Stars: Hugh Grant, Tara Fitzgerald, Sam Neill, Elle Macpherson, Portia de Rossi, Kate Fischer, Ben Mendelsohn

First viewing, via SBS on Demand

Timing’s a funny thing. I’ve gotten into the habit of planning my line-ups for Down Under Flix a couple of months in advance, and John Duigan’s Sirens (1993) has been on the itinerary for a while now. Little did I anticipate that the same week I watched Sirens, star Kate Fischer would be thrust somewhat dramatically (and invasively) back into the media spotlight. Consequently, more people have probably read about, thought about, and googled Sirens in the last week than in the last decade.

Continue reading “Sirens (1993)”

Dead Heart (1996)


Director: Nick Parsons

Stars: Bryan Brown, Ernie Dingo, Aaron Pedersen, Angie Milliken

Second viewing, via VHS

I first watched Dead Heart back in 2000, as part of a course at university. In recent days I’ve been thinking back on all the other Australian films I studied at university (in a degree comprising various screen and literature courses, including one specifically on Australian cinema, there were quite a few) and pondering where those films have landed, culturally speaking, in subsequent years. Wake in Fright, which we watched on a scratchy, dog-eared print, has enjoyed a critical and cultural resurgence in recent years and is soon to be adapted for television by the director of Red Dog. Other films, such as A Sunday Too Far Away and Two Hands, have sort of plateaued, remaining constant in their standing. And others like Dead Heart, then only a few years old, have faded from the spotlight and aren’t really part of the cultural conversation. In this particular case, it’s a shame, because Dead Heart is an excellent flick.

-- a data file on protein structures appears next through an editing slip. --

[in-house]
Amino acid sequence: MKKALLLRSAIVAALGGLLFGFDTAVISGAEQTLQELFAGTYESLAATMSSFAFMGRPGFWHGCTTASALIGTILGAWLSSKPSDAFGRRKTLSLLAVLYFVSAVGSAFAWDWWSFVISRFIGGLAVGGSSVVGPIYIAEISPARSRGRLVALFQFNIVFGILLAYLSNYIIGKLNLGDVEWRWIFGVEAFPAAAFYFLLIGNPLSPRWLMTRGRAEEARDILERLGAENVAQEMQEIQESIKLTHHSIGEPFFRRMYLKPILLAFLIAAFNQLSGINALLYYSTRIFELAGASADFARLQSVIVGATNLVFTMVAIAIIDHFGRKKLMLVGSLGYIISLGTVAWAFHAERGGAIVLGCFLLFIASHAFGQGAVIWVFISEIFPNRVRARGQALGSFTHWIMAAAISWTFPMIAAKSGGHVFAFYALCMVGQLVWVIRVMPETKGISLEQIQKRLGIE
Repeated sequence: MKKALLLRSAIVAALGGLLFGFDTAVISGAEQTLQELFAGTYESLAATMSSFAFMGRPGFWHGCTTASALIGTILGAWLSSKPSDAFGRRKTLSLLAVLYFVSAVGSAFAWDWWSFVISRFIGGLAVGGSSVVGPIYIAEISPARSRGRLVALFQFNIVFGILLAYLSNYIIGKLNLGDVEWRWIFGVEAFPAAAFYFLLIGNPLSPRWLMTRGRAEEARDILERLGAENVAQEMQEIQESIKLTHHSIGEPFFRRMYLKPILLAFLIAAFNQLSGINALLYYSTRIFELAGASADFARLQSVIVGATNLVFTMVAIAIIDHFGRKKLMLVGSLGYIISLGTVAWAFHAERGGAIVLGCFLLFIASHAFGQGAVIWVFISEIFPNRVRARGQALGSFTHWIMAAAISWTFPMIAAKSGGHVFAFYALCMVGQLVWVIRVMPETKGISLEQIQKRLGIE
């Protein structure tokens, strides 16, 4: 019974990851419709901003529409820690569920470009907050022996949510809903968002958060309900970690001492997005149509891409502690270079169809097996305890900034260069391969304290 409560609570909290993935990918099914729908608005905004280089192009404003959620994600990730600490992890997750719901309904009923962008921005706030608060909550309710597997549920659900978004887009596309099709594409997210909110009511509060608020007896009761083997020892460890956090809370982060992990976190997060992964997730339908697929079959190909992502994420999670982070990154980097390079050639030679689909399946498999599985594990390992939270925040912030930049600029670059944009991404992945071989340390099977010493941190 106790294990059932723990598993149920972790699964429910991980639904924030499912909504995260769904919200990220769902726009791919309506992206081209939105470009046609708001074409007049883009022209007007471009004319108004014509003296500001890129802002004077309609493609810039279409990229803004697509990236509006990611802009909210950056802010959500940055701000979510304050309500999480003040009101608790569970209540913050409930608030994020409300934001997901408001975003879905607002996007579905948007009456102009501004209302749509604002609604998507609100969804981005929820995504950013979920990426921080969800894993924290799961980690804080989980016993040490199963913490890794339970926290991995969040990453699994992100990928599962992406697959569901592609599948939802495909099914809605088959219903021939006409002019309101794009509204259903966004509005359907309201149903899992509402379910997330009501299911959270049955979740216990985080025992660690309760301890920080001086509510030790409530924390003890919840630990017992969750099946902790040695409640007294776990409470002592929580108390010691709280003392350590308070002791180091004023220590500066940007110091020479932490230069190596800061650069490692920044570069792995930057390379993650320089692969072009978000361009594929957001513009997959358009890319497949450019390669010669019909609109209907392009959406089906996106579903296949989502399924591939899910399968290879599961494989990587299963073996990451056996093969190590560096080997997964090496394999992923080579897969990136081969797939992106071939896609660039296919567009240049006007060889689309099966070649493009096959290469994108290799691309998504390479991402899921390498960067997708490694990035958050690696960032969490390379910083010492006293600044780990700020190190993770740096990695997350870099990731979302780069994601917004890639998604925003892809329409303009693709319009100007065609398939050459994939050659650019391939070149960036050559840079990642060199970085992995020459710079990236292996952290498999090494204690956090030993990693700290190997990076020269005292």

Continue reading “Dead Heart (1996)”

News Roundup October 2016

A roundup of classic films and catalogue titles currently in the news.


In celebration of Baz Luhrmann’s birthday last month, pop culture site Wikia posted a pair of articles on the Luhrmannator. See Jamie Freedman’s take on Luhrmann’s directorial style and preoccupations, then read Drew Dietsch’s take on the director’s Red Curtain trilogy, aka Strictly Ballroom, Romeo + Juliet, and Moulin Rouge.